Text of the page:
One step forward, two steps back: Why does climate diplomacy fail? What can be done to get countries to commit?

By Alysa Yalch

In this article, I will discuss why Climate diplomacy is in gridlock despite calls for global change worldwide and efforts from world leaders. The UN Security Council calls it the “biggest threat modern humans have ever faced’ yet calls for international cooperation fall short.

Climate change is yet to be met with significant global cooperation. The international community struggles to come to a unified solution. While world leaders argue about over-commitment, time, money, and capability, the global impact support will cost their country. Carbon emissions are still increasing. According to the International Energy Agency, electricity demand will grow to 4% in 2022. At least half of the increase will get their power from fossil fuels.

Demand continues to increase, and renewable energy is not keeping up with the rise in electricity usage. Fossil fuels continue to rise despite energy alternatives because of the economic development in the developing world. The developing world lacks the infrastructure to use natural gas. Without international intervention to supply alternative energy sources, these nations will continue to use coal as their primary source of energy, not because these countries do not care about the climate, but simply because there is no alternative to supplying their nation and people with needed energy.

Developing nations are just one example of why climate change continues to rise. Many other factors include deforestation, massive farming of livestock, and the burning of fossil fuels in developed nations.

Current Negotiations

Diplomacy cannot work without policy to back it up. There are three components to fixing climate gridlock -diplomacy, technology for affordable and efficient to reduce carbon emissions, and policy to implement these technologies.

The rise in temperatures determines success. The Paris Agreement is an international treaty with 196 signatures legally binding these parties to limit global warming to below 2 degrees Celsius with the target goal of 1.5 degrees Celsius. The goal is to cut carbon emissions in half by 2030 and net- zero emissions by 2050. The United States is essential in breaking the international climate gridlock. The United States is one of the seven most prominent contributorsto global warming (China, United States, European Union, India, Russian Federation, Japan, and Brazil). However, the United States has more Carbon Dioxide than any other nation, historically around 25% of emissions. Therefore, the United States has a responsibility to lower the warming of the planet and provide the path forward for other nations who lack the infrastructure and technology needed to engage in implementing climate change policy. The recent rise in fossil fuel emissions is traced to developing nations, even if they are not the most prominent producers historically. The significance of this is to cut the carbon cycle as a source of energy for all nations. Since developing countries lack the tech, funds, and infrastructure to enact policy changes, it is up to developing nations to take the lead.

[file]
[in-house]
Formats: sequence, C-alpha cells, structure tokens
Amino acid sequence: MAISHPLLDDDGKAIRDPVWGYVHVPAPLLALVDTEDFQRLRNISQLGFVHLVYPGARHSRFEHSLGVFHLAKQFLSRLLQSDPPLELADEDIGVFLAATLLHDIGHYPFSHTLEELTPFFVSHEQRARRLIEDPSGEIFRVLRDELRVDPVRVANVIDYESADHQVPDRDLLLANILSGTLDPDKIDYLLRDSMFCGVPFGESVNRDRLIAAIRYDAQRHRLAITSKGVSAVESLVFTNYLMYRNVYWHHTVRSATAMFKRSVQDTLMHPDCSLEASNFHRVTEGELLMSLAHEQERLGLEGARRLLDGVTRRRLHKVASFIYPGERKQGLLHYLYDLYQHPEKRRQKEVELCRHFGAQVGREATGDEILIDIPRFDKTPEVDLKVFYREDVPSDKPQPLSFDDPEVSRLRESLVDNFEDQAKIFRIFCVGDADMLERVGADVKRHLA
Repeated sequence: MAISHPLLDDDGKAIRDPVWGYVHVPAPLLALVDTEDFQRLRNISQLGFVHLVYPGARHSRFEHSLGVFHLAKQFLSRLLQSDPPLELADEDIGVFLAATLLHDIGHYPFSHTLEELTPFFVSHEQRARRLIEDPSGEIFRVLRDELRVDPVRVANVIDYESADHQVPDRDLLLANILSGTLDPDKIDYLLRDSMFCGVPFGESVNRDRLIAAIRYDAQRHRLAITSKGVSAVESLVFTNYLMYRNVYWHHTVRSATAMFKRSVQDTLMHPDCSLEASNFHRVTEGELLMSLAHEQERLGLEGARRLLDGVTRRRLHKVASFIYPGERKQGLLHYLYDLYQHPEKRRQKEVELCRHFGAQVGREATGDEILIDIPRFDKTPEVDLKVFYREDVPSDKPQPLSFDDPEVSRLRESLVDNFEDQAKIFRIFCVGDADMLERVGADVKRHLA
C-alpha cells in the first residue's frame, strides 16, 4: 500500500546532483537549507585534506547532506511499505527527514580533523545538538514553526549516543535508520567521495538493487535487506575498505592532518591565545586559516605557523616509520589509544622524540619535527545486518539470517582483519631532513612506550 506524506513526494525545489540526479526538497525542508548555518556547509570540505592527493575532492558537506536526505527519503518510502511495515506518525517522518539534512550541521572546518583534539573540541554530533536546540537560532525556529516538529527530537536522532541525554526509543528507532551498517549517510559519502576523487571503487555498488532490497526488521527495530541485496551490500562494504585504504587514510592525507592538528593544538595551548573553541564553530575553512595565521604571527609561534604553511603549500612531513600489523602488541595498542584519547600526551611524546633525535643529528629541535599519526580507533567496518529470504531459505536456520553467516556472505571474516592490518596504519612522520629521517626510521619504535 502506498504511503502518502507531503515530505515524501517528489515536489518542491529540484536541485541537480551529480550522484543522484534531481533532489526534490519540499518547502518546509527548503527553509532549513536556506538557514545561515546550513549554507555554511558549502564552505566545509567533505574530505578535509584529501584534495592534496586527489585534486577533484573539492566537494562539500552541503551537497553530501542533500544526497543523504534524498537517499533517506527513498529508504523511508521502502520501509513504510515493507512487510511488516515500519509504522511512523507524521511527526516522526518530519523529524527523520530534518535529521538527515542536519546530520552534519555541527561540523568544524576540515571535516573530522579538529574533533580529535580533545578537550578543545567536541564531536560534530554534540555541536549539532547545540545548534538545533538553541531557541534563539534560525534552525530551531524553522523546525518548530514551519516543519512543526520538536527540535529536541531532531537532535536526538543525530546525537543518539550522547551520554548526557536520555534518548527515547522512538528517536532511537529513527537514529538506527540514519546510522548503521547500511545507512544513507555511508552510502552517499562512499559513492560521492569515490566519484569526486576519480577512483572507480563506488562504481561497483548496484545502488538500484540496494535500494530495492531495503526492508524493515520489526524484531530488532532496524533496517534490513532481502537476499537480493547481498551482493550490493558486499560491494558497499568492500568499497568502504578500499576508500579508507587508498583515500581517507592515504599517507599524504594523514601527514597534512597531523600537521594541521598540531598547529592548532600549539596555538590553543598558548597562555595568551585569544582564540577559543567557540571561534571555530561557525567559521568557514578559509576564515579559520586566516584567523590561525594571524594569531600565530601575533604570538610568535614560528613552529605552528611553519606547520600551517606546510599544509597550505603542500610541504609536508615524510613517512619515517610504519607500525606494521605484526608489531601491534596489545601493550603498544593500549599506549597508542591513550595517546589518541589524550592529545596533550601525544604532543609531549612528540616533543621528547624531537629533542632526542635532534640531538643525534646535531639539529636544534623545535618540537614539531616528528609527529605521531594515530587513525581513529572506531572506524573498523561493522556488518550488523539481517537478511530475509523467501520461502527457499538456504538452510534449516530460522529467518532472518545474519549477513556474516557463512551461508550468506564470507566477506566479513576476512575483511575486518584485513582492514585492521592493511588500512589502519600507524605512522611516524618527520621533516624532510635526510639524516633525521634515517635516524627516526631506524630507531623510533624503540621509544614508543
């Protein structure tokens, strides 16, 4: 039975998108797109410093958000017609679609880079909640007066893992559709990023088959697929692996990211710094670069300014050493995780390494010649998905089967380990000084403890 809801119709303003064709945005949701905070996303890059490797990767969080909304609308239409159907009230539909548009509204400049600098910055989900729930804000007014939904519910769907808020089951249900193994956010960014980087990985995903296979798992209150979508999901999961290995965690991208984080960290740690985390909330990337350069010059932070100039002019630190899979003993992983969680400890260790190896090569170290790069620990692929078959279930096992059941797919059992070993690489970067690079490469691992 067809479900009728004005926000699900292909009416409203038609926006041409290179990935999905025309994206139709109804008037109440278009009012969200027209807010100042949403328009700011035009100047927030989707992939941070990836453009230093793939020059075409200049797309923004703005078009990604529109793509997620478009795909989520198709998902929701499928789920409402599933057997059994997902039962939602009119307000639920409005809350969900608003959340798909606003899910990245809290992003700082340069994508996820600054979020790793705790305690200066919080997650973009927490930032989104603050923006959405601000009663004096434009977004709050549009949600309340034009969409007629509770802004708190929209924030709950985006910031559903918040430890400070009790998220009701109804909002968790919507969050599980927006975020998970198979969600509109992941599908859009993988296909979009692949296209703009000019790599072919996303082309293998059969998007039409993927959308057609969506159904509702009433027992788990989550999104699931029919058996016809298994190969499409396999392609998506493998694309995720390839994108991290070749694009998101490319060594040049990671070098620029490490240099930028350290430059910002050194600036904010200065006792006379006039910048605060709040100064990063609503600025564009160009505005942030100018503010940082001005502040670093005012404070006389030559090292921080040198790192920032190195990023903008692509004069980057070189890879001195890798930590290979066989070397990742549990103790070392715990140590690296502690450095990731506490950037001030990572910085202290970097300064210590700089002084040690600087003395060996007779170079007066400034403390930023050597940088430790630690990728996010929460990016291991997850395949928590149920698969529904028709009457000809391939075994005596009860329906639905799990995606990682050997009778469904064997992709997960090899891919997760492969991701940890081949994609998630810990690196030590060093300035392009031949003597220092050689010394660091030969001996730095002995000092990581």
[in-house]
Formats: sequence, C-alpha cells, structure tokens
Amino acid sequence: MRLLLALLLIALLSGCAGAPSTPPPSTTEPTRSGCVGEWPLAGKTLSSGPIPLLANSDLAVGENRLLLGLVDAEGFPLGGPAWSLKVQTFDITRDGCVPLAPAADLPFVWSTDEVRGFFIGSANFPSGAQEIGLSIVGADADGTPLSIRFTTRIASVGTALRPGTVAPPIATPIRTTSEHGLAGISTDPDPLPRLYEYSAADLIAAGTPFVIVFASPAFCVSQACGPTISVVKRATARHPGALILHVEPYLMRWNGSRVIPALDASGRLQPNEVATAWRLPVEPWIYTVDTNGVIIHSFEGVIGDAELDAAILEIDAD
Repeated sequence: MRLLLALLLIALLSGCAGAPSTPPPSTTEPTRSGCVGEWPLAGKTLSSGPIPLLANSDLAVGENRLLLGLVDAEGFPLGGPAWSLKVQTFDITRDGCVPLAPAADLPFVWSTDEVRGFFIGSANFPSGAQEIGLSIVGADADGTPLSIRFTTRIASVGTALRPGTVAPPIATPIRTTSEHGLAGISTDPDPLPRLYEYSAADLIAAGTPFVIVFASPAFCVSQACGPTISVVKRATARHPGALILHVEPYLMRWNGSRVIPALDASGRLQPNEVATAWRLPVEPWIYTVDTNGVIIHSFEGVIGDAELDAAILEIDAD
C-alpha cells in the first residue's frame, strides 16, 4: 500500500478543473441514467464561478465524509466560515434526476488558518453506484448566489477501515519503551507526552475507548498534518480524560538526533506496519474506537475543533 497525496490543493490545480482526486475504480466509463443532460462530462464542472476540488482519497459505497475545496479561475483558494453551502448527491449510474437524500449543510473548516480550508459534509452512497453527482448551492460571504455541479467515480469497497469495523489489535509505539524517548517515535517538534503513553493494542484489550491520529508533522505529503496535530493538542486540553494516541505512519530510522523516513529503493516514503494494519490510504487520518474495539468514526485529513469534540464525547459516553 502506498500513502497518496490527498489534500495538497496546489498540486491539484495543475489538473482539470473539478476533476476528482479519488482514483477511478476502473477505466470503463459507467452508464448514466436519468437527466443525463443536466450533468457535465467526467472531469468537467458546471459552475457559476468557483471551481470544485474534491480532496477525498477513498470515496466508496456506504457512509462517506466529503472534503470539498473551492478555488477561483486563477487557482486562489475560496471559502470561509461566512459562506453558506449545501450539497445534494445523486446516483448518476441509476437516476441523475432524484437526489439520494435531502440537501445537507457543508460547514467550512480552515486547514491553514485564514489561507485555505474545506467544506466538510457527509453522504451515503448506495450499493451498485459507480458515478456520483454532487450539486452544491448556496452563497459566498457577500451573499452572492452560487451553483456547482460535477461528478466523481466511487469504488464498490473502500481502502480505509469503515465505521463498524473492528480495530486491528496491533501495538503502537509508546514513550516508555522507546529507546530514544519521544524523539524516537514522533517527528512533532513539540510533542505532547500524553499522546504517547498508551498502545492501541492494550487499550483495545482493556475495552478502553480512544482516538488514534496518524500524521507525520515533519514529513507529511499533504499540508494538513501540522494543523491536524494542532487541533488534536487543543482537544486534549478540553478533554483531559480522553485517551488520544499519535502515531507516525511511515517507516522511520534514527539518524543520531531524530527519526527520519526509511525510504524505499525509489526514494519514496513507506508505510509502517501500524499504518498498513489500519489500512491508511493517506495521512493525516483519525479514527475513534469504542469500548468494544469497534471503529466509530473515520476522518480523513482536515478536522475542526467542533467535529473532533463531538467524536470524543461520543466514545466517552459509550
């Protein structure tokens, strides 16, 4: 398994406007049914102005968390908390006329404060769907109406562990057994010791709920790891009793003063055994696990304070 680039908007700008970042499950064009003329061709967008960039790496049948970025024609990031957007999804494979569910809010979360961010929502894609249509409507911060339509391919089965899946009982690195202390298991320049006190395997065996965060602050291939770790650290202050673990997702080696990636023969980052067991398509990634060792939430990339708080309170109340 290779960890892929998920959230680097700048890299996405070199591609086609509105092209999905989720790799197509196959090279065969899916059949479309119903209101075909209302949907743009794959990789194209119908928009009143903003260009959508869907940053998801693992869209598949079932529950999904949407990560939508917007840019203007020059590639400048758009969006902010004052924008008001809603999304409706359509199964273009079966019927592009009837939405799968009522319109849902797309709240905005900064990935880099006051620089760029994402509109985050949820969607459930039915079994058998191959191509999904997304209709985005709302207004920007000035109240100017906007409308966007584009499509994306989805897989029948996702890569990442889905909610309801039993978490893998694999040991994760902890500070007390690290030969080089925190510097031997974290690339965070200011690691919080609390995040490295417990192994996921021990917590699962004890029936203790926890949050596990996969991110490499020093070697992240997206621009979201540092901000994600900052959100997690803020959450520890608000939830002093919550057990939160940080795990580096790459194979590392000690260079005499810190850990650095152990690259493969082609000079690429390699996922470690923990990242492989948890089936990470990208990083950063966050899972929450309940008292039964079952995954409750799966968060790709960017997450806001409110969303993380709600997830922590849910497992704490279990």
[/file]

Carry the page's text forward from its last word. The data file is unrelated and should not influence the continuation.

Why Climate Diplomacy is not working

There is no incentive for change. The gears are turning too slowly. Any change in energy takes a long time. For instance, the world relying on carbon emissions as a source of energy over wood and other renewable energies took centuries. The Paris Agreement attempts to stop carbon dependence in a fraction of that time. Leaders are struggling to work collectively to find a solution. The reason why a solution has not been met and initiated successfully is due to several factors. Many of these occur in international negotiations, which are credible commitment problems. It is difficult for all parties to commit and stick to change. When they do not trust the parties that they are working with and lack the information that the other signatories are also committed to altering energy sources, especially when, in the short term, a switch to renewable energy can mean instability in the economy. How can we solve the credible commitment problem?